Virus season is upon us. It is time to begin our yearly ritual of spraying Lysol and antibacterial cleaners on everything we touch, rubbing our hands and our children’s hands with sanitizer, and feverishly doing everything we can do to avoid an actual fever. But for many parents, this virus season can bring RSV. Dr. John Prpich, pediatric pulmonologist from St. Joseph’s Children’s Hospital took time to answer our burning question: is it RSV, or a cold?
What is RSV and how does it differ from the common cold?
RSV stands for Respiratory Syncytial Virus and it is actually a very common virus. In fact, it is so common that at least half the children will be infected with it at least once in their first year of life, and all children will have at least had it within their first, second, or third year of life. It isn’t a rare or strange thing to have RSV.
Typically a lot of kids will get a pretty benign upper respiratory tract infection and the symptoms are similar to a common cold. There can be nasal congestion, coughing, some difficulty taking their bottle because of nasal obstructions, but it really looks almost identical to a typical cold. It is a very similar process. But the other 25-40 percent of kids will have a rather significant upper or lower respiratory tract infection or an infection in the lungs that we call bronchiolitis. That is the condition that typically registers in people’s heads because it is more significant. There is a cough, more inflammation, and those are the kids that are often wheezing. A significant number of those kids will end up getting hospitalized for that process. There are close to 60,000 hospitalizations a year for bronchiolitis for kids, so being hospitalized for RSV is not rare. Of course there are also many visits to the pediatrician as well.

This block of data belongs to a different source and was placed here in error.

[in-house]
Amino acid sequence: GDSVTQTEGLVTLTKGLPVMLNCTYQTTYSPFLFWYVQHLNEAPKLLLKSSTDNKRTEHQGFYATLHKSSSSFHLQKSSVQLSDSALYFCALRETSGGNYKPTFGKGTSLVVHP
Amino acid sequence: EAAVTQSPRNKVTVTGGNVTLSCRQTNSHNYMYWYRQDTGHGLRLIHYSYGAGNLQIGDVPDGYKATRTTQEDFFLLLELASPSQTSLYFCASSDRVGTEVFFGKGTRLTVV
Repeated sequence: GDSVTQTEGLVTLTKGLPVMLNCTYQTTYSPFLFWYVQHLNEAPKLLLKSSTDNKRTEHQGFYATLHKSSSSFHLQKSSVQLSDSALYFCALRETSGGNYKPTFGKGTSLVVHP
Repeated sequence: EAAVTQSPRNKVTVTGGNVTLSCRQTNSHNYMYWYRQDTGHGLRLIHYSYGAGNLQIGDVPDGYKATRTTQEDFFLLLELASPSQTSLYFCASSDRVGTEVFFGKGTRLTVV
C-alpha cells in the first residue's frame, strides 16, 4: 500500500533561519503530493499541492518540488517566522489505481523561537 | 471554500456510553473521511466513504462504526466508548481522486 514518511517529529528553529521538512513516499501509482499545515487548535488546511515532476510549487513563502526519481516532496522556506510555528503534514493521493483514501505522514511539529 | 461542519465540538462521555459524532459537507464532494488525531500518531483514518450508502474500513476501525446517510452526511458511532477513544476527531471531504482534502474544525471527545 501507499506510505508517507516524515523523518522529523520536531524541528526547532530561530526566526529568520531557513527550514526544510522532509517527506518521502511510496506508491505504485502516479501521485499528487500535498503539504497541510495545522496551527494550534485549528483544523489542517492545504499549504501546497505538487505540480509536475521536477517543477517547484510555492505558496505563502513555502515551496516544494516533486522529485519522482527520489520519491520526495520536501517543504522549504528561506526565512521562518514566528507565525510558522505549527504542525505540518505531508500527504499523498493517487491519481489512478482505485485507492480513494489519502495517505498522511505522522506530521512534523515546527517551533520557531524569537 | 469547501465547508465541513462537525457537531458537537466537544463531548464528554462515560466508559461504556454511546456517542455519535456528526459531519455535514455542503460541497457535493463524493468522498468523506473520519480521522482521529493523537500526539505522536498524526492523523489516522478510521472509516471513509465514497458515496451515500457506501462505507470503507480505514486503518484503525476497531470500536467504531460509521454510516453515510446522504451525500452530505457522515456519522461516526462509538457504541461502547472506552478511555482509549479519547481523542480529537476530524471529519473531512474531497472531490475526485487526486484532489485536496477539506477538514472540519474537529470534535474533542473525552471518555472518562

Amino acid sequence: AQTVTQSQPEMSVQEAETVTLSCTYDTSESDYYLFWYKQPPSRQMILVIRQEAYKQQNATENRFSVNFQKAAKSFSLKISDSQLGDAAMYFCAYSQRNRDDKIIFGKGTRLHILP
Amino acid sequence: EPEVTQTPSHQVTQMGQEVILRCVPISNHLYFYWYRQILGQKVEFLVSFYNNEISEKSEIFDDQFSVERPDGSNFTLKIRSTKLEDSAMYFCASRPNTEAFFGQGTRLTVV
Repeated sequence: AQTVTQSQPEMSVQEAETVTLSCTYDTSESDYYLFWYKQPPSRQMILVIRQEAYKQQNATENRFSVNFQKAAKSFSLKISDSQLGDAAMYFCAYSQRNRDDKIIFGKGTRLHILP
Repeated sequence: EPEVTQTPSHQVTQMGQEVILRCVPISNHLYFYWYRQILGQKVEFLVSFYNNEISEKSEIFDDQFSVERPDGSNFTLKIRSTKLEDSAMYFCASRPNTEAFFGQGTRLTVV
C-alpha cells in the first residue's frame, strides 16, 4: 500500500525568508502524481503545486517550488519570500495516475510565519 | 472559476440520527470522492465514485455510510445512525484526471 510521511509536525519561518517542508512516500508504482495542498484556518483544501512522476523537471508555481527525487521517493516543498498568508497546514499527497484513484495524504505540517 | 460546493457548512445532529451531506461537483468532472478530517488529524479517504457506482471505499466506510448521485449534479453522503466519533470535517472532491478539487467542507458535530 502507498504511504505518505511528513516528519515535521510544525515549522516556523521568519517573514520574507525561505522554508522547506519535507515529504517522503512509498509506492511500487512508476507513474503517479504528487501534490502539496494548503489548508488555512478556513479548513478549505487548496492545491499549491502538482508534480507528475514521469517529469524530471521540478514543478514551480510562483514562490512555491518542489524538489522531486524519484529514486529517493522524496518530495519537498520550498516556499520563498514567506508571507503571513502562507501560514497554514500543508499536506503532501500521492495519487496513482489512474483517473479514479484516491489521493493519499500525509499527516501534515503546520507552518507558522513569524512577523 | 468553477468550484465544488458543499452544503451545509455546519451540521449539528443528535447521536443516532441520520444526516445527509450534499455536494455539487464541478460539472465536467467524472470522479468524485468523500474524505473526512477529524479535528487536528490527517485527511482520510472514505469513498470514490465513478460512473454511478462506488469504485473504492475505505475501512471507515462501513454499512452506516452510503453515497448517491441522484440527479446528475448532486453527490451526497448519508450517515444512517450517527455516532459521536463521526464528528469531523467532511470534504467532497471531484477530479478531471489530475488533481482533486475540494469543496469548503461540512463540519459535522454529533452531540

While a lot of kids may have symptoms that are similar to RSV, there isn’t a risk of it turning into a lower respiratory tract infection that will cause more symptoms in a common cold.
Can RSV cause bigger issues?
When we talk about bronchiolitis in RSV, the reason that virus triggers in the child a lot of swelling or inflammation in the tubes of the airways. It also triggers a lot of mucus production. And in some kids, a smaller subset of kids, there may be some bronchospasms. Most of the kids are really just coughing and are very noisy and when you listen with a stethoscope they may wheeze, but the wheezing is from the narrowing, inflammation, and swelling. That is why that wheeze is often different from asthma although we use the same word. Because of that, there is often a lot of confusion because families will think that because their child has RSV that they have asthma.
How is RSV treated?
Depending upon the ER, if they aren’t used to treating RSV, they may think the child has asthma, but it really is a different process. The majority of children who are admitted to the hospital with RSV bronchiolitis, the treatments that we use for asthma often don’t work. Sometimes they do, so we try them, but otherwise typical treatment is what we call supportive care. This includes oxygen if they need it, maybe IV fluids or keeping an eye on what they are taking because they may not be able to take their bottle quite as well. But what we have found to be frustrating over the years is that the treatments we used to use or the treatments we are used to using aren’t as effective. We try to be judicious with medications for kids admitted with RSV bronchiolitis.